Prologue Search

1. Our Holy Mother Theodora.

From Alexandria, she was the wife of a young man. Urged on by a fortune-teller, she committed adultery with another man. Her conscience immediately began to trouble her, and she cut off her hair and dressed in men's garb, then went off to the men's monastery of Octodecatos under the man's name of Theodore. Her labours, fasts, vigils, meekness and tearful repentance were a source of wonder to all the brethren. Slandered by some harlot, who said that Theodora had lain with her, she would not let the truth be known, regarding it as a punishment from God for her former sin. Driven out of the monastery, she spent seven years wandering in the forests and deserts, caring for the harlot's child. She overcame all the enemy's assaults, refusing to worship Satan, to take food from the hand of a soldier or to heed her husband's demand that she return to him - for all that was simply devilish illusion, and when Theodora made the sign of the Cross, it all vanished away like smoke. After seven years, the abbot of the monastery received her back, and she lived there in asceticism a further two years and then entered into rest in the Lord. Only then did the monks learn that she was a woman; an angel appeared to the abbot and explained everything to him. Her husband came to her funeral, and remained till his death in the cell of his former wife. St Theodora had very great grace from God: she tamed wild beasts, healed sicknesses and brought water to a dry well. Thus God glorified this true penitent, who, with heroic endurance, spent nine years repenting of one sin. She entered into rest in the year 490.

2. St Paphnutius the Confessor.

A bishop in the Egyptian Thebaid, he suffered greatly for the Orthodox faith: heretics put out one of his eyes and broke his left leg. He took part in the First Ecumenical Council, refuting the Arian heresy with great power. The Emperor Constantine valued him greatly, and often kissed him on the missing eye, lost for the truth of Orthodoxy. At the Council, he stood in opposition to the western representatives, who proposed that secular priests be completely forbidden to marry. He was chaste throughout the whole of his life.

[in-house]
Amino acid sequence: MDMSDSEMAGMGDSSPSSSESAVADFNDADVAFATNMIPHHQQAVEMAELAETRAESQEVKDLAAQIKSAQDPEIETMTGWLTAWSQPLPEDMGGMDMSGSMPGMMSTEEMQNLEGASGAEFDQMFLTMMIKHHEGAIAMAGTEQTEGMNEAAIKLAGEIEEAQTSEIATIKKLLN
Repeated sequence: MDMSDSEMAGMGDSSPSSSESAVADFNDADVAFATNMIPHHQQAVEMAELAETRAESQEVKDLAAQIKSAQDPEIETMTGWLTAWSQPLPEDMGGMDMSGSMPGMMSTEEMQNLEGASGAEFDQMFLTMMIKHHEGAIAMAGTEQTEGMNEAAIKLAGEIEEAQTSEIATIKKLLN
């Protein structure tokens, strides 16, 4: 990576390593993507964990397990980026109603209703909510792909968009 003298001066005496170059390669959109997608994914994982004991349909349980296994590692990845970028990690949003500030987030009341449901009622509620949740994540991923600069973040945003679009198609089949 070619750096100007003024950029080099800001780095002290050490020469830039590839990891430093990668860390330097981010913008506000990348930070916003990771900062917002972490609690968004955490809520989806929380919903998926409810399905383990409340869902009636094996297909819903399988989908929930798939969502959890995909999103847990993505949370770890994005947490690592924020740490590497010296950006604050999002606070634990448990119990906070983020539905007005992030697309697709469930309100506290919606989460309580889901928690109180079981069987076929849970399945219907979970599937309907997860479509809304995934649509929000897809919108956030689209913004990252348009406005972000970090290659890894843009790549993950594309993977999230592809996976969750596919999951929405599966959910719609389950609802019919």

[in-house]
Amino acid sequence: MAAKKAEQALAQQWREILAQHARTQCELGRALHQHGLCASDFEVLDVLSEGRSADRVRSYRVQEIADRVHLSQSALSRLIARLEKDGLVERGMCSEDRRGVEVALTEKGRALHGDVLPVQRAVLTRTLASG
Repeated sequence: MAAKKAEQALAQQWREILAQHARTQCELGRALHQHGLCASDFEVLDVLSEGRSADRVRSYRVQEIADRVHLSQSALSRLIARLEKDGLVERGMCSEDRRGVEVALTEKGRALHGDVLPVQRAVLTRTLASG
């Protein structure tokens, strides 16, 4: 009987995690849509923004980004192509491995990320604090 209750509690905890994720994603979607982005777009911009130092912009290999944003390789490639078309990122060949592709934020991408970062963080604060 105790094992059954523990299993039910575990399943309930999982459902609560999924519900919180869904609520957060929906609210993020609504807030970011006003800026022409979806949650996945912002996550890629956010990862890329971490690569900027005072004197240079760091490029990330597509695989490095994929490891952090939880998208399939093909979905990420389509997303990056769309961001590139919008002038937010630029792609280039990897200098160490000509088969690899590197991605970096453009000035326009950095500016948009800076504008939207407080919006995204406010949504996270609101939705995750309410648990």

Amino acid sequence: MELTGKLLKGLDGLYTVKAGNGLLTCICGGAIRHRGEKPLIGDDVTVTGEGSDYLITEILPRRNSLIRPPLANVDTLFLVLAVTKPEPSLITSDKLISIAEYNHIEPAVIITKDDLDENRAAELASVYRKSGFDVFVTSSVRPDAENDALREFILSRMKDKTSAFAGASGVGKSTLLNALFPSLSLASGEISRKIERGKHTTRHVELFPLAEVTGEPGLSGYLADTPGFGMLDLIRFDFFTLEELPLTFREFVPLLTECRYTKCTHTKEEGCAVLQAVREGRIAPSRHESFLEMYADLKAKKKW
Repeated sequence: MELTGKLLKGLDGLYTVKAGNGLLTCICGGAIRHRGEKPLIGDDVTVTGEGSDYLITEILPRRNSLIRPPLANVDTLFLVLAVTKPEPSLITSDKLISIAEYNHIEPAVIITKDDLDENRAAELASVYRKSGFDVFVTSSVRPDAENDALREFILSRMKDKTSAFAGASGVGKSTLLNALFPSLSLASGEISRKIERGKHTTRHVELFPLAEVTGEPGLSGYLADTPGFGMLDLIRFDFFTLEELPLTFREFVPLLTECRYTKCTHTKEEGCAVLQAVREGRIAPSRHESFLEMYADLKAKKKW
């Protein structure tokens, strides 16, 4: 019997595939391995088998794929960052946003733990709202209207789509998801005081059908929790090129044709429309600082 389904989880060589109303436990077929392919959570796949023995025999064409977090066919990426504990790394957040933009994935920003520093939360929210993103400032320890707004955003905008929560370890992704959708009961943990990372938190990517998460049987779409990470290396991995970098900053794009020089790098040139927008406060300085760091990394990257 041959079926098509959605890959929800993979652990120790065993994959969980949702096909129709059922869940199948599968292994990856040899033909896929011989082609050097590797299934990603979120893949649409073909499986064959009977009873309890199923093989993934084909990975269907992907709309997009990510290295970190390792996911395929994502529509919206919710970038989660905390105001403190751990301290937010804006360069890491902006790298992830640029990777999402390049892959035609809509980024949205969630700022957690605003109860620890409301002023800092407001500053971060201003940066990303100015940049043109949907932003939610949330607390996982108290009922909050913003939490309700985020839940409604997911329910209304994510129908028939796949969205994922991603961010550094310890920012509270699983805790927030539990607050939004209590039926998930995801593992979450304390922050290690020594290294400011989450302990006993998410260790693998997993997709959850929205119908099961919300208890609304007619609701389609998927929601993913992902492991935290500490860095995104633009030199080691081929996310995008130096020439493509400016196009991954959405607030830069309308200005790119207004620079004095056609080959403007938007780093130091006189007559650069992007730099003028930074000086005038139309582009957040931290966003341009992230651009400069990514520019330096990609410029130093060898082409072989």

3. Our Holy Father Ephrosynus the Cook.

A simple man and a man of God, he served as cook in a certain monastery in the ninth century. The spiritual father of this monastery dreamed one night that he was in Paradise, and there saw Ephrosynus, who chose for him three apples of Paradise. When he awoke, he saw these three lovely and fragrant apples on his pillow. He quickly found Ephrosynus and asked him: 'Where were you last night, brother?' Where you were, Father', the blessed man of God replied. The spiritual father then revealed the whole affair to the monks, and all knew of the holiness and godliness of Ephrosynus. But he, fearing the praise of men, immediately fled from the monastery and hid himself in the desert, where he spent the rest of his life.

4. The Holy Martyr Ia.

Denounced by an idolatrous priest, she suffered for the Lord in Persia in the time of Sapor II, in 363. According to tradition, the sun was darkened at the time of her death, and the whole air was filled with a wonderful fragrance. She is glorified forever by the Lord.

5. The Holy Martyrs Diodore, Didymus and Diomedes.

They were flogged for Christ's sake in Laodicea, and gave their souls into the hands of their Lord.


From The Prologue From Ochrid by Bishop Nikolai Velimirovich
© 1985 Lazarica Press, Birmingham UK